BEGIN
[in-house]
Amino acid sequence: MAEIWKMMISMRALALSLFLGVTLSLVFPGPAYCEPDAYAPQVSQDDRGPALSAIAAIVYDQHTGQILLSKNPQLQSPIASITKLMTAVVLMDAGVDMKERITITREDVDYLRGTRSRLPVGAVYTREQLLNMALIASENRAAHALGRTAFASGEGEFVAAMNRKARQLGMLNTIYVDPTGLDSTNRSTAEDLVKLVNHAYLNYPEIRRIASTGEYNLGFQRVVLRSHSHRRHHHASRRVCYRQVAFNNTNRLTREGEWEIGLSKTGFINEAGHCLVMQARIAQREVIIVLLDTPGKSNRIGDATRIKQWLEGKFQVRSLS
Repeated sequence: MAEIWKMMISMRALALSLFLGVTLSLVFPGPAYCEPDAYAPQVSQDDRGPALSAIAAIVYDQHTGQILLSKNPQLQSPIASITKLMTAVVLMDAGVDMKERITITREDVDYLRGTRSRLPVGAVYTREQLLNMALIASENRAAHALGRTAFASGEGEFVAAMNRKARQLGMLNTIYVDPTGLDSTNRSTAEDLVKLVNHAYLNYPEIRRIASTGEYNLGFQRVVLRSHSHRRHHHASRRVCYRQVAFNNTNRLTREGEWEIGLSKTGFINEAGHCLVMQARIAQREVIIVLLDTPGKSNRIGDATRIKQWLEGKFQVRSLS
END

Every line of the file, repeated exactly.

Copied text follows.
[in-house]
Amino acid sequence: MAEIWKMMISMRALALSLFLGVTLSLVFPGPAYCEPDAYAPQVSQDDRGPALSAIAAIVYDQHTGQILLSKNPQLQSPIASITKLMTAVVLMDAGVDMKERITITREDVDYLRGTRSRLPVGAVYTREQLLNMALIASENRAAHALGRTAFASGEGEFVAAMNRKARQLGMLNTIYVDPTGLDSTNRSTAEDLVKLVNHAYLNYPEIRRIASTGEYNLGFQRVVLRSHSHRRHHHASRRVCYRQVAFNNTNRLTREGEWEIGLSKTGFINEAGHCLVMQARIAQREVIIVLLDTPGKSNRIGDATRIKQWLEGKFQVRSLS
Repeated sequence: MAEIWKMMISMRALALSLFLGVTLSLVFPGPAYCEPDAYAPQVSQDDRGPALSAIAAIVYDQHTGQILLSKNPQLQSPIASITKLMTAVVLMDAGVDMKERITITREDVDYLRGTRSRLPVGAVYTREQLLNMALIASENRAAHALGRTAFASGEGEFVAAMNRKARQLGMLNTIYVDPTGLDSTNRSTAEDLVKLVNHAYLNYPEIRRIASTGEYNLGFQRVVLRSHSHRRHHHASRRVCYRQVAFNNTNRLTREGEWEIGLSKTGFINEAGHCLVMQARIAQREVIIVLLDTPGKSNRIGDATRIKQWLEGKFQVRSLS